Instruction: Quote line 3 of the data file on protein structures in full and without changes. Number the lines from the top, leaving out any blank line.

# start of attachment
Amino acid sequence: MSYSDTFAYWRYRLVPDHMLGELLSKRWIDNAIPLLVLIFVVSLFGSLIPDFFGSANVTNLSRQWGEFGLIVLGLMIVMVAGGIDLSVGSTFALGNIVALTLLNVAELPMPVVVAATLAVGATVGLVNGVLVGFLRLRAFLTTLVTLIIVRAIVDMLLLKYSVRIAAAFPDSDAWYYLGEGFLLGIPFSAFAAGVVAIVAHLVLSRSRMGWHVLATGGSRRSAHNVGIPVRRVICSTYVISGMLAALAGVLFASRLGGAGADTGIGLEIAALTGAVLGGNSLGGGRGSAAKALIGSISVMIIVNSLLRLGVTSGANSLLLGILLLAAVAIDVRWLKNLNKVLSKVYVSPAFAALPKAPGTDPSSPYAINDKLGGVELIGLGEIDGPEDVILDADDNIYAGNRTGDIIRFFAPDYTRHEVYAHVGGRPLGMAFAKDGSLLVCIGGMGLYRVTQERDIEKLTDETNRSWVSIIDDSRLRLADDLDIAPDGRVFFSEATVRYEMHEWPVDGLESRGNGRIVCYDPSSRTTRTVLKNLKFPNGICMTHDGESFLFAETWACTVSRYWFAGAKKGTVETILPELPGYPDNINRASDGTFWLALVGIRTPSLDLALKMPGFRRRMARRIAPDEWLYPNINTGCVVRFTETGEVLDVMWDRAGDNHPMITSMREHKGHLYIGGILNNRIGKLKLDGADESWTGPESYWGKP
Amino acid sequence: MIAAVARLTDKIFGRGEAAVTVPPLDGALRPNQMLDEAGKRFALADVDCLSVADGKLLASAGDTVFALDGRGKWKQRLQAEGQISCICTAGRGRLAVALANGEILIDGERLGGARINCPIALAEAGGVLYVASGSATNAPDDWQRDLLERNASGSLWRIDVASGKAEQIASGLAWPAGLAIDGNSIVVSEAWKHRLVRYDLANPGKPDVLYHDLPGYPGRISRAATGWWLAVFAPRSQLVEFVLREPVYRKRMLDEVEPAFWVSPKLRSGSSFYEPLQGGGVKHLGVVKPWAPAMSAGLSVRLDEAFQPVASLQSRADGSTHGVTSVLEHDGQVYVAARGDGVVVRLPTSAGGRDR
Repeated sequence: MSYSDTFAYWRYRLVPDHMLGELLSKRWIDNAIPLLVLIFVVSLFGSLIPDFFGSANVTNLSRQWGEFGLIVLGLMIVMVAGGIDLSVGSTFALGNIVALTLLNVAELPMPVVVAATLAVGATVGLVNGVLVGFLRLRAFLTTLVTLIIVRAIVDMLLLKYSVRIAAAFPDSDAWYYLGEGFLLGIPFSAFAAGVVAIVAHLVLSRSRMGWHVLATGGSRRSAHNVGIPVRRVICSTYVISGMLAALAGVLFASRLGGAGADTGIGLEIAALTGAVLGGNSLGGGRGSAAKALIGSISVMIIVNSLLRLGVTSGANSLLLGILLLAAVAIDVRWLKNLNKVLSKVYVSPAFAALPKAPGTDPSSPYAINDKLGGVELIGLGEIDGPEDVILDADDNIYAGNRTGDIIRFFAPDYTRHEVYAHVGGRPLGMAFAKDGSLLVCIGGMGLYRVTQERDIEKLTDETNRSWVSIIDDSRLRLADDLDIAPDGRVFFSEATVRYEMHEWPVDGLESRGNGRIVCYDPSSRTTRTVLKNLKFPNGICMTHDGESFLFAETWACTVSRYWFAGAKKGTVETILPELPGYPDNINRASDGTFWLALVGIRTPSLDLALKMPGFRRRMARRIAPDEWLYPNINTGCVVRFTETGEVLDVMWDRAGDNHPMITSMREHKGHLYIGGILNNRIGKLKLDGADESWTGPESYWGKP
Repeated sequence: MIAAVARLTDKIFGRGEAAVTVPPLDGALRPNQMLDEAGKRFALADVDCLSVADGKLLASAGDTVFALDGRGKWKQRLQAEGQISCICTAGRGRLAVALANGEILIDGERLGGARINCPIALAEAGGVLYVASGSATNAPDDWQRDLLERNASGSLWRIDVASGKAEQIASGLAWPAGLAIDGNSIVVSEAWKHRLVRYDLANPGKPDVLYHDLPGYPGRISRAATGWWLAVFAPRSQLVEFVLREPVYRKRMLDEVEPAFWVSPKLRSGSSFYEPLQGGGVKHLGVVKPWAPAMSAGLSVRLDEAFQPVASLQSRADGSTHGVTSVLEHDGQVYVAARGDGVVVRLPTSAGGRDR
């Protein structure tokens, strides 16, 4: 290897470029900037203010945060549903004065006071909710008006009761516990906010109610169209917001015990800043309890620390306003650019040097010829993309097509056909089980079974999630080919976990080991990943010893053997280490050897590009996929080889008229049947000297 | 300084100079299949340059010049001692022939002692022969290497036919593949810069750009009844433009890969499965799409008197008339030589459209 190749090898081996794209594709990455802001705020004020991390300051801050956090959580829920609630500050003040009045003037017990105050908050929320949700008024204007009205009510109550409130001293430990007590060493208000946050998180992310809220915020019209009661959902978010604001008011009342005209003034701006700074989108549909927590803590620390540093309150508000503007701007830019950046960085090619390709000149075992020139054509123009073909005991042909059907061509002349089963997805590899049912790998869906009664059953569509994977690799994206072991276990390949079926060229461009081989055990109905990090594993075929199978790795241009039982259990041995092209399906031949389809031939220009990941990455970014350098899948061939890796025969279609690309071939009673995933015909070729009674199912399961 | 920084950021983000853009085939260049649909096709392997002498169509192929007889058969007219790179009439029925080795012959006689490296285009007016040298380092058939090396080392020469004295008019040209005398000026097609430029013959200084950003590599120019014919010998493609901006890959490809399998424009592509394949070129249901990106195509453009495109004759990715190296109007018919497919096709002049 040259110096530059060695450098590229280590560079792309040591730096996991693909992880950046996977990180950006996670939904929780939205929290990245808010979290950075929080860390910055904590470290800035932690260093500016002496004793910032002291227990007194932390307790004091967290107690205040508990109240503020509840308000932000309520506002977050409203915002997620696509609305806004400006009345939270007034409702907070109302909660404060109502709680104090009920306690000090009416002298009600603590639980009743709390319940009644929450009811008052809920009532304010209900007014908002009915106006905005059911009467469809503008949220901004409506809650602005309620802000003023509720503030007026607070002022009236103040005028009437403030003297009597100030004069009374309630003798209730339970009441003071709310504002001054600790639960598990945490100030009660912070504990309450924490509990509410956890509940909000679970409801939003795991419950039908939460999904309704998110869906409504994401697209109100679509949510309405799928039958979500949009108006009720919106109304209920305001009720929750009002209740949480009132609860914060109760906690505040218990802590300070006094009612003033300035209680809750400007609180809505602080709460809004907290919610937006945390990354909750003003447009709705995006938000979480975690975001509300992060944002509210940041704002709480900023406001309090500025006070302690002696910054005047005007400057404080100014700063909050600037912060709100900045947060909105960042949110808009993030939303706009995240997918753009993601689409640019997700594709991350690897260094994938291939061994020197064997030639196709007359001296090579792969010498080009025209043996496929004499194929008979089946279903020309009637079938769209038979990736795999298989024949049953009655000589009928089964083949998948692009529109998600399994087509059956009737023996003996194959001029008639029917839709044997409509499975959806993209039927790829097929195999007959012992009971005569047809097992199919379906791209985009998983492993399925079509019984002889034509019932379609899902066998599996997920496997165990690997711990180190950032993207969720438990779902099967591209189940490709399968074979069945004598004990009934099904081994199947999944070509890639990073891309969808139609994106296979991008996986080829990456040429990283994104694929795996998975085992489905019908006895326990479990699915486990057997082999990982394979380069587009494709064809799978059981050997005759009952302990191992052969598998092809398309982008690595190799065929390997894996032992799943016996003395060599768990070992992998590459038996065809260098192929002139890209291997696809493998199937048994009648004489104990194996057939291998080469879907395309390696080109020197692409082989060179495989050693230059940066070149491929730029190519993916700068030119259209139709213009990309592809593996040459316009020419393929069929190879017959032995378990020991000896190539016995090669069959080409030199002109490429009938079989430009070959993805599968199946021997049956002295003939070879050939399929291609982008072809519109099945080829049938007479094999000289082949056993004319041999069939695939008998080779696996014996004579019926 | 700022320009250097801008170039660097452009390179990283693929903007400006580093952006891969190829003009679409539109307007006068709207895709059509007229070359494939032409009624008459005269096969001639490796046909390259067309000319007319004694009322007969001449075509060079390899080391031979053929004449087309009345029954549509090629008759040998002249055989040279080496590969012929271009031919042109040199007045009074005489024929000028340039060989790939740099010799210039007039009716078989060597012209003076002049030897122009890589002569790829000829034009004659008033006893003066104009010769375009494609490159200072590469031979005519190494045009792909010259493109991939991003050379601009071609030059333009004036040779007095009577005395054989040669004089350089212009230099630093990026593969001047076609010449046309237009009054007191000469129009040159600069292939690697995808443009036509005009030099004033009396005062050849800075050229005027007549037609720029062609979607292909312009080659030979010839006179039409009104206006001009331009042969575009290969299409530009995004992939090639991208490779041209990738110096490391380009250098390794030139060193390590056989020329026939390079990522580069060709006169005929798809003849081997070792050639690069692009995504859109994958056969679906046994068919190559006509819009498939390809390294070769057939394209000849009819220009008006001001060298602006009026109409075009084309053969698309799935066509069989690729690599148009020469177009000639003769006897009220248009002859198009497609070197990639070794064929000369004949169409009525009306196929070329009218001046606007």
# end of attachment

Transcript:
Repeated sequence: MSYSDTFAYWRYRLVPDHMLGELLSKRWIDNAIPLLVLIFVVSLFGSLIPDFFGSANVTNLSRQWGEFGLIVLGLMIVMVAGGIDLSVGSTFALGNIVALTLLNVAELPMPVVVAATLAVGATVGLVNGVLVGFLRLRAFLTTLVTLIIVRAIVDMLLLKYSVRIAAAFPDSDAWYYLGEGFLLGIPFSAFAAGVVAIVAHLVLSRSRMGWHVLATGGSRRSAHNVGIPVRRVICSTYVISGMLAALAGVLFASRLGGAGADTGIGLEIAALTGAVLGGNSLGGGRGSAAKALIGSISVMIIVNSLLRLGVTSGANSLLLGILLLAAVAIDVRWLKNLNKVLSKVYVSPAFAALPKAPGTDPSSPYAINDKLGGVELIGLGEIDGPEDVILDADDNIYAGNRTGDIIRFFAPDYTRHEVYAHVGGRPLGMAFAKDGSLLVCIGGMGLYRVTQERDIEKLTDETNRSWVSIIDDSRLRLADDLDIAPDGRVFFSEATVRYEMHEWPVDGLESRGNGRIVCYDPSSRTTRTVLKNLKFPNGICMTHDGESFLFAETWACTVSRYWFAGAKKGTVETILPELPGYPDNINRASDGTFWLALVGIRTPSLDLALKMPGFRRRMARRIAPDEWLYPNINTGCVVRFTETGEVLDVMWDRAGDNHPMITSMREHKGHLYIGGILNNRIGKLKLDGADESWTGPESYWGKP